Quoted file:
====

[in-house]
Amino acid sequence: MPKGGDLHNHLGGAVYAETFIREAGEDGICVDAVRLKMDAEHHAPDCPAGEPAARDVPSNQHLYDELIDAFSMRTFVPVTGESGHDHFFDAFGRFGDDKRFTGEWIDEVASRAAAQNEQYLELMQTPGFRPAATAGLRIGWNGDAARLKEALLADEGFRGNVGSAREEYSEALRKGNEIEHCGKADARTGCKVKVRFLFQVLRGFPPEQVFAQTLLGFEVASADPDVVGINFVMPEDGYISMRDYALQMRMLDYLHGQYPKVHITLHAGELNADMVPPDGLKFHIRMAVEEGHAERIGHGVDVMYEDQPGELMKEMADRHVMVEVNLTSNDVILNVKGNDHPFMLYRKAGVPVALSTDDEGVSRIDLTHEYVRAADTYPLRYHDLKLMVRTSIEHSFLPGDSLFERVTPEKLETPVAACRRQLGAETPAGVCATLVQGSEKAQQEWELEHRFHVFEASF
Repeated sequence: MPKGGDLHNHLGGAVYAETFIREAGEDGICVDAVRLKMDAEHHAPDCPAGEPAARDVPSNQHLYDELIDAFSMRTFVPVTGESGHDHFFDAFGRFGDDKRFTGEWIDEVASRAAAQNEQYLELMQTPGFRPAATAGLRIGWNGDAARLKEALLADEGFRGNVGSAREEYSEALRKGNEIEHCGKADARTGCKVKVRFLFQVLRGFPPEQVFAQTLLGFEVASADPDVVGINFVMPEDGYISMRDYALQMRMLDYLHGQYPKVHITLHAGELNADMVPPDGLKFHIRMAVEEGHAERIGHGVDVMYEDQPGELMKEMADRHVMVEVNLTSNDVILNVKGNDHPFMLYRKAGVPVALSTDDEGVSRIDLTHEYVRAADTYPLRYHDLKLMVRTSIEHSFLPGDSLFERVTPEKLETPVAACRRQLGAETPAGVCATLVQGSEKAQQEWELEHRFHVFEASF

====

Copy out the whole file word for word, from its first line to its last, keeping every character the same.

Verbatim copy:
[in-house]
Amino acid sequence: MPKGGDLHNHLGGAVYAETFIREAGEDGICVDAVRLKMDAEHHAPDCPAGEPAARDVPSNQHLYDELIDAFSMRTFVPVTGESGHDHFFDAFGRFGDDKRFTGEWIDEVASRAAAQNEQYLELMQTPGFRPAATAGLRIGWNGDAARLKEALLADEGFRGNVGSAREEYSEALRKGNEIEHCGKADARTGCKVKVRFLFQVLRGFPPEQVFAQTLLGFEVASADPDVVGINFVMPEDGYISMRDYALQMRMLDYLHGQYPKVHITLHAGELNADMVPPDGLKFHIRMAVEEGHAERIGHGVDVMYEDQPGELMKEMADRHVMVEVNLTSNDVILNVKGNDHPFMLYRKAGVPVALSTDDEGVSRIDLTHEYVRAADTYPLRYHDLKLMVRTSIEHSFLPGDSLFERVTPEKLETPVAACRRQLGAETPAGVCATLVQGSEKAQQEWELEHRFHVFEASF
Repeated sequence: MPKGGDLHNHLGGAVYAETFIREAGEDGICVDAVRLKMDAEHHAPDCPAGEPAARDVPSNQHLYDELIDAFSMRTFVPVTGESGHDHFFDAFGRFGDDKRFTGEWIDEVASRAAAQNEQYLELMQTPGFRPAATAGLRIGWNGDAARLKEALLADEGFRGNVGSAREEYSEALRKGNEIEHCGKADARTGCKVKVRFLFQVLRGFPPEQVFAQTLLGFEVASADPDVVGINFVMPEDGYISMRDYALQMRMLDYLHGQYPKVHITLHAGELNADMVPPDGLKFHIRMAVEEGHAERIGHGVDVMYEDQPGELMKEMADRHVMVEVNLTSNDVILNVKGNDHPFMLYRKAGVPVALSTDDEGVSRIDLTHEYVRAADTYPLRYHDLKLMVRTSIEHSFLPGDSLFERVTPEKLETPVAACRRQLGAETPAGVCATLVQGSEKAQQEWELEHRFHVFEASF